Join National Episcopal Health Ministries (NEHM) in New Orleans, May 7-10, 2014 for our 6th Annual Conference on Health Ministry. The annual conference focuses on creating a health ministry, the special health needs of veterans, spiritual aspects of healthcare and many other topics. This year's theme is "Empowering Health Ministries." Keynote speaker will be G. Scott Morris, M.D., M.Div., Chief Executive Officer of the Church Health Center. Click here for more information, event brochure and online registration.
Posted by Diocese of Southern VA at 7:19 AM
By Keith Josey, Lay Pastor, Mission of the Holy Spirit
As we move forward in 2014, snow and ice are not the only challenges we face at the Mission of the Holy Spirit. Over the past three years, we have had to make hard choices regarding how we meet the needs of the people we serve due to tough economic times. Thank you to all of our partners! It is because of your giving that we continue to offer quality programs for children, adolescents and adults.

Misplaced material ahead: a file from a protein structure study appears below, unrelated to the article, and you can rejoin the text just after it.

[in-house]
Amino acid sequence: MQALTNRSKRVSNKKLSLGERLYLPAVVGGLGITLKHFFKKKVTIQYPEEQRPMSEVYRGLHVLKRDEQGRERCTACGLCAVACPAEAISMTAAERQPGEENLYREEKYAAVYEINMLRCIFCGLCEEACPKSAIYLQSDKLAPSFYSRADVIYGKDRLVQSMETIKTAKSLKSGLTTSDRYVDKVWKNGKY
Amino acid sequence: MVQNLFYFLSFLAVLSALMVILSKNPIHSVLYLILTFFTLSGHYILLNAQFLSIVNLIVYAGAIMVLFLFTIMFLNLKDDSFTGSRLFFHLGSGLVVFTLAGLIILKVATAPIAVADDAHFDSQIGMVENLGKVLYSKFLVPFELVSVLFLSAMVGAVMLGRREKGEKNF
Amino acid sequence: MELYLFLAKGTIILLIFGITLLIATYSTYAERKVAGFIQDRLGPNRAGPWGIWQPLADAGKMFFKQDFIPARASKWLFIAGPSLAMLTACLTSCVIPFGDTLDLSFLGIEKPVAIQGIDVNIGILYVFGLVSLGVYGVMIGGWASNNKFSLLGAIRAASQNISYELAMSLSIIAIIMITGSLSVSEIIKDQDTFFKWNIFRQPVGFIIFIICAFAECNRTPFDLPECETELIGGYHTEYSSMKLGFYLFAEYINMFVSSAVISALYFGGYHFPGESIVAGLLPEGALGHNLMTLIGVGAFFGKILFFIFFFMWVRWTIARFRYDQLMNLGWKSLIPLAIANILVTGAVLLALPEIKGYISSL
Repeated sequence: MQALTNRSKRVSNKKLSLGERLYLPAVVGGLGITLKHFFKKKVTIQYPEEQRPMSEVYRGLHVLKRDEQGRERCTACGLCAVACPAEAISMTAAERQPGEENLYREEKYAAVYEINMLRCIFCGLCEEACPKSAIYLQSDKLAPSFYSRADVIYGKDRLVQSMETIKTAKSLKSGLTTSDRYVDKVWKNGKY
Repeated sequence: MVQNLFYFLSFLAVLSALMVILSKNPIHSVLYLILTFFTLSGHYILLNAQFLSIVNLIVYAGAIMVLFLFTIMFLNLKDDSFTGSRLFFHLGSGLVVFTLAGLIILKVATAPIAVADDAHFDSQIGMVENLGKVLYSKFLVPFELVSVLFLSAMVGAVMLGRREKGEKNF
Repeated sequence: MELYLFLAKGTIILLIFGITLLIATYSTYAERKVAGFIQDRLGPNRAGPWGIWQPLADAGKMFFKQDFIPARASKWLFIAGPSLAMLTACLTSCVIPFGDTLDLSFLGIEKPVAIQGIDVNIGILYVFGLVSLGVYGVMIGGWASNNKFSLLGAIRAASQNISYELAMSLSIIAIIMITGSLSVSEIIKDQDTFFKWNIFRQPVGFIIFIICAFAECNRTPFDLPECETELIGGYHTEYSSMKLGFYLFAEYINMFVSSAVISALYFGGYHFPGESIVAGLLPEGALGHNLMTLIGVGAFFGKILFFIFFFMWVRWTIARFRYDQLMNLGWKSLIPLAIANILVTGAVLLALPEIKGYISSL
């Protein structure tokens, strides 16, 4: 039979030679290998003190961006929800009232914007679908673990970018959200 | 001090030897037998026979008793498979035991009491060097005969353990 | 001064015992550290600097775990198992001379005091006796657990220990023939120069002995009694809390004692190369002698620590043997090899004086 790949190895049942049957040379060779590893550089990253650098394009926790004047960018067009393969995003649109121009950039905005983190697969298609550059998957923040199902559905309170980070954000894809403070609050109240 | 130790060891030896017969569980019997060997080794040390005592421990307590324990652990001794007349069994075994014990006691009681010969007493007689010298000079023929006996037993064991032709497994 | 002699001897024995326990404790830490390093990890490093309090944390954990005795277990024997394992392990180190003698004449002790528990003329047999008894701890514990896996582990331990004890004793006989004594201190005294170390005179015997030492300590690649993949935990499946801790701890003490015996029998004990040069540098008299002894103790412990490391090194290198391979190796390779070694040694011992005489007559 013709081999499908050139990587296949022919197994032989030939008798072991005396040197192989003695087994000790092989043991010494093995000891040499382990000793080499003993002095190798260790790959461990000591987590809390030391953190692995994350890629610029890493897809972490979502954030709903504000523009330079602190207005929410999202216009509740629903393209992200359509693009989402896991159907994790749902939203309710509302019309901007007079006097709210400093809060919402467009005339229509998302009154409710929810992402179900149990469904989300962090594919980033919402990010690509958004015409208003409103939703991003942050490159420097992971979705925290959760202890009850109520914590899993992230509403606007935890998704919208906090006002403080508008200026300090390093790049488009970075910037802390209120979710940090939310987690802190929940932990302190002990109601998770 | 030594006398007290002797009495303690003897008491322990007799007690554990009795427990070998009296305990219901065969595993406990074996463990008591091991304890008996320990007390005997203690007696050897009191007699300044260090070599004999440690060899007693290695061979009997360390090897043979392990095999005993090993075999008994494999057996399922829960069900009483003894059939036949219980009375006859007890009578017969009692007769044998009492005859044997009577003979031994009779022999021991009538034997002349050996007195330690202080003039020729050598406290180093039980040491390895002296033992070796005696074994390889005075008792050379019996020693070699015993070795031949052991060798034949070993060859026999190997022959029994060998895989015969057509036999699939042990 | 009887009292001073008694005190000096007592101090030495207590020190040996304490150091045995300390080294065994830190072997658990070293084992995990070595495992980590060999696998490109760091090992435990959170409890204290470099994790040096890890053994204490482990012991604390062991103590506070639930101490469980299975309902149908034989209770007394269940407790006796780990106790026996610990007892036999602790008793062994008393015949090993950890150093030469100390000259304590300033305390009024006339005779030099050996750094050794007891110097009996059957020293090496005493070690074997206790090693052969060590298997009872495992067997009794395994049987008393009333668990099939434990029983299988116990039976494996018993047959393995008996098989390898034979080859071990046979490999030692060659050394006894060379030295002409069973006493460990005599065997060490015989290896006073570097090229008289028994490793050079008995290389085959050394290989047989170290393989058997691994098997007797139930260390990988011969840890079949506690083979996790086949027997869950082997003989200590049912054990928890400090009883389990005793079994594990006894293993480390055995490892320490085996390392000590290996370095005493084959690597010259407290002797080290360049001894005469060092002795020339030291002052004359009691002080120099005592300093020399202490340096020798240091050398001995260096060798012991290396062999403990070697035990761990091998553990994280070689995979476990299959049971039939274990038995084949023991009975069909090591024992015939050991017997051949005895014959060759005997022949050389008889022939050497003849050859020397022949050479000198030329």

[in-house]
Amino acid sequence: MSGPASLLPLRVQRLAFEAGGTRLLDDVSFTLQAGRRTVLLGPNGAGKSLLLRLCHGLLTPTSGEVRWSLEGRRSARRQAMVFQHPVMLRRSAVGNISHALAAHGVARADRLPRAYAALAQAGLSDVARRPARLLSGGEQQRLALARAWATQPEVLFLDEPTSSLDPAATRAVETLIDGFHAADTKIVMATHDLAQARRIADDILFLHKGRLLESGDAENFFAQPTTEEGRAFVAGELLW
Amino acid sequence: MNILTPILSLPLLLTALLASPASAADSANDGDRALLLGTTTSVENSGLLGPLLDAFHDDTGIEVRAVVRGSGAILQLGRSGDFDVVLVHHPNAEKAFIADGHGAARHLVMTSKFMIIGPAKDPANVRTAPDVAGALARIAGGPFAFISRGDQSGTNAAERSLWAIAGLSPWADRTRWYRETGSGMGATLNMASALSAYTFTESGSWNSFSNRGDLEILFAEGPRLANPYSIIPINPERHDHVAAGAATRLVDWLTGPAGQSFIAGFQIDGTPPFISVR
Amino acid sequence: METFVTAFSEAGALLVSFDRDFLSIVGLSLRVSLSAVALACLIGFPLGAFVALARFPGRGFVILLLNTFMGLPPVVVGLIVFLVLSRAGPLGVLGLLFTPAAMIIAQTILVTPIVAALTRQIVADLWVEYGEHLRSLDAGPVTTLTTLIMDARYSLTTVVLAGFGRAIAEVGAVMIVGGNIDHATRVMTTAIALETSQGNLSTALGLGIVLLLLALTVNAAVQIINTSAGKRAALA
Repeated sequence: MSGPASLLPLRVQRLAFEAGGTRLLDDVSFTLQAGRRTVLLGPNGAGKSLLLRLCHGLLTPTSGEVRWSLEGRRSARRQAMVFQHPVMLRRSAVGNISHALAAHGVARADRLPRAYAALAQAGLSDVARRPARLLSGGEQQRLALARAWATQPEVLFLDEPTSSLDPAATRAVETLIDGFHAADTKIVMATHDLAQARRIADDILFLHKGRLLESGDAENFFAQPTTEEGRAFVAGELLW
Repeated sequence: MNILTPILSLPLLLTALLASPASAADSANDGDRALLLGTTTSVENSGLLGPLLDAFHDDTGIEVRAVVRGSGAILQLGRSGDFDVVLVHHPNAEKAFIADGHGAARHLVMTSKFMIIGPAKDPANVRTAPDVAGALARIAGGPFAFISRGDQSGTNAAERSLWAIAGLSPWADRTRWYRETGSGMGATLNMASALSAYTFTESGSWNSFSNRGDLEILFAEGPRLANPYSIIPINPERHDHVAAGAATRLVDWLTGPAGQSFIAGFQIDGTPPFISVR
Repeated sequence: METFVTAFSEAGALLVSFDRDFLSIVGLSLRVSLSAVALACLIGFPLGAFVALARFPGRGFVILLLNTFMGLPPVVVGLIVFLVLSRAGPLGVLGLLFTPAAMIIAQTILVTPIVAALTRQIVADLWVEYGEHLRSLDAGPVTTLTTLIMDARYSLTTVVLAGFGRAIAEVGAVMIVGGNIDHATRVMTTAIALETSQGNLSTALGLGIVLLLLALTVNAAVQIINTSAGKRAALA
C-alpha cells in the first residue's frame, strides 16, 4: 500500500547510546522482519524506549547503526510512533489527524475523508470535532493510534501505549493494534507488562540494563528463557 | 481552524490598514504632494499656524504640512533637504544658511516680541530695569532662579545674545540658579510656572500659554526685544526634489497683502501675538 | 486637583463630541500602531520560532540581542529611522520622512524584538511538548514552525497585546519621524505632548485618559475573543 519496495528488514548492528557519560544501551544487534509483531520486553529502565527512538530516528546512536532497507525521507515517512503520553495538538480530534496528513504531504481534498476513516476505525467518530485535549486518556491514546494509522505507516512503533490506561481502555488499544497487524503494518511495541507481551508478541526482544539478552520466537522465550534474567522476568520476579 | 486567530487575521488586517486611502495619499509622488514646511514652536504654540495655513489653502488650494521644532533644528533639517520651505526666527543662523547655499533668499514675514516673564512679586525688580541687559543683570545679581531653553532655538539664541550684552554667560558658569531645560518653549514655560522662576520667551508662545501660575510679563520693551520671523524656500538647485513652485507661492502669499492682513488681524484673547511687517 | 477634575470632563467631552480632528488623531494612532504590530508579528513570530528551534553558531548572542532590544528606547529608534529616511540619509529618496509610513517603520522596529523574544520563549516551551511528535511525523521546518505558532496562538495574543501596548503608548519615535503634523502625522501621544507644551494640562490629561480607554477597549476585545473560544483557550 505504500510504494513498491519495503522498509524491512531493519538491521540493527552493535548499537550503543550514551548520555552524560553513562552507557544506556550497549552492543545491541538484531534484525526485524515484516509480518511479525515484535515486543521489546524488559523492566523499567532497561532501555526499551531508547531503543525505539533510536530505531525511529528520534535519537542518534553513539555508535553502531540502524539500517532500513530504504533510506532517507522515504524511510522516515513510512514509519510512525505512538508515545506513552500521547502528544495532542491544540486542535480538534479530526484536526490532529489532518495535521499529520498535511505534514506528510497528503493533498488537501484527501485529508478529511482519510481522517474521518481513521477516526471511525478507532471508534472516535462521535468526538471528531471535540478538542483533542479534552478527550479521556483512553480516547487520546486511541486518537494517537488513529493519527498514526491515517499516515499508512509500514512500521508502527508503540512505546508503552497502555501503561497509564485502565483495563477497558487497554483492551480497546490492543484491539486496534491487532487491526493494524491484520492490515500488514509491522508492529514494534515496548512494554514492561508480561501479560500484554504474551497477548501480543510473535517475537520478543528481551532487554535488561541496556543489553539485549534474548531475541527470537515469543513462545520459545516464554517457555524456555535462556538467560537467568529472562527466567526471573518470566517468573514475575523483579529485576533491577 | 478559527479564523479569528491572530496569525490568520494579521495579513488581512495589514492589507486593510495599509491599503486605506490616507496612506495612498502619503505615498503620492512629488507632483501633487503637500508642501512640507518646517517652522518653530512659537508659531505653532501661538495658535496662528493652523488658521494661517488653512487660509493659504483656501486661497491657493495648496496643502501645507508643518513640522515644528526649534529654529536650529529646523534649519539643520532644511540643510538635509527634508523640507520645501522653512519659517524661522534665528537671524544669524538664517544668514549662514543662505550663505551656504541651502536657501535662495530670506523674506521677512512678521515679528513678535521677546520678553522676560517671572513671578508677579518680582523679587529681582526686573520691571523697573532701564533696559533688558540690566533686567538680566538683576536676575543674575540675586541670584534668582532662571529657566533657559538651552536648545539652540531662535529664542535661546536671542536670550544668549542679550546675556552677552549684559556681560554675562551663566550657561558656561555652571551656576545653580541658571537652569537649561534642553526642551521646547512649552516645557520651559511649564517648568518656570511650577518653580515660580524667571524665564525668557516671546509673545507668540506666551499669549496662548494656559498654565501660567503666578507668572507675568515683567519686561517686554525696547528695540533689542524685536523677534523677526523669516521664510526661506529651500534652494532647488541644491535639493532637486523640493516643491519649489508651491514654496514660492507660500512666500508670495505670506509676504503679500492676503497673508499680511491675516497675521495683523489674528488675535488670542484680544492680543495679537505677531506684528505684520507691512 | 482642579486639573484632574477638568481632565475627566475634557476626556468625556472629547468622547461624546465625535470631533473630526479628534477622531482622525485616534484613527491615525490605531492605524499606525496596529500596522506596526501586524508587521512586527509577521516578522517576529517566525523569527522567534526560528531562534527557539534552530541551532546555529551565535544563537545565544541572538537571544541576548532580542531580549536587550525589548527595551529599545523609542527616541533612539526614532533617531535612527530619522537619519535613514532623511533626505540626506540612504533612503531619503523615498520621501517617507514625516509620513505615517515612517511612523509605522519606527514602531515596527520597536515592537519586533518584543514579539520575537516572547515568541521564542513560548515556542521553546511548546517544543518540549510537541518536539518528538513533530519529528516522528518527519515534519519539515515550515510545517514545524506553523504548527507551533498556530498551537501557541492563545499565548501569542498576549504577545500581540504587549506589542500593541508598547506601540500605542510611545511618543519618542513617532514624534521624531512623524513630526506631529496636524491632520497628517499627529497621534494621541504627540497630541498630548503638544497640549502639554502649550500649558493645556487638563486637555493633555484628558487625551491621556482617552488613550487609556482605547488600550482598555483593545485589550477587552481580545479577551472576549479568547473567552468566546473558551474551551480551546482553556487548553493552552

As we look across the landscape of the communities served by this ministry, we see the value of our presence and the work that God has called us to do. Shattered pieces of broken lives are being made whole again at the Mission of the Holy Spirit. Our journey to heal the hurts that bind requires your prayers and support. As we strive to serve God's people, many lives are being changed. At the Mission of the Holy Spirit we are working to empower families in a variety of ways, but it is through partnerships with you that we are able to continue to provide life-changing experiences to the people we serve.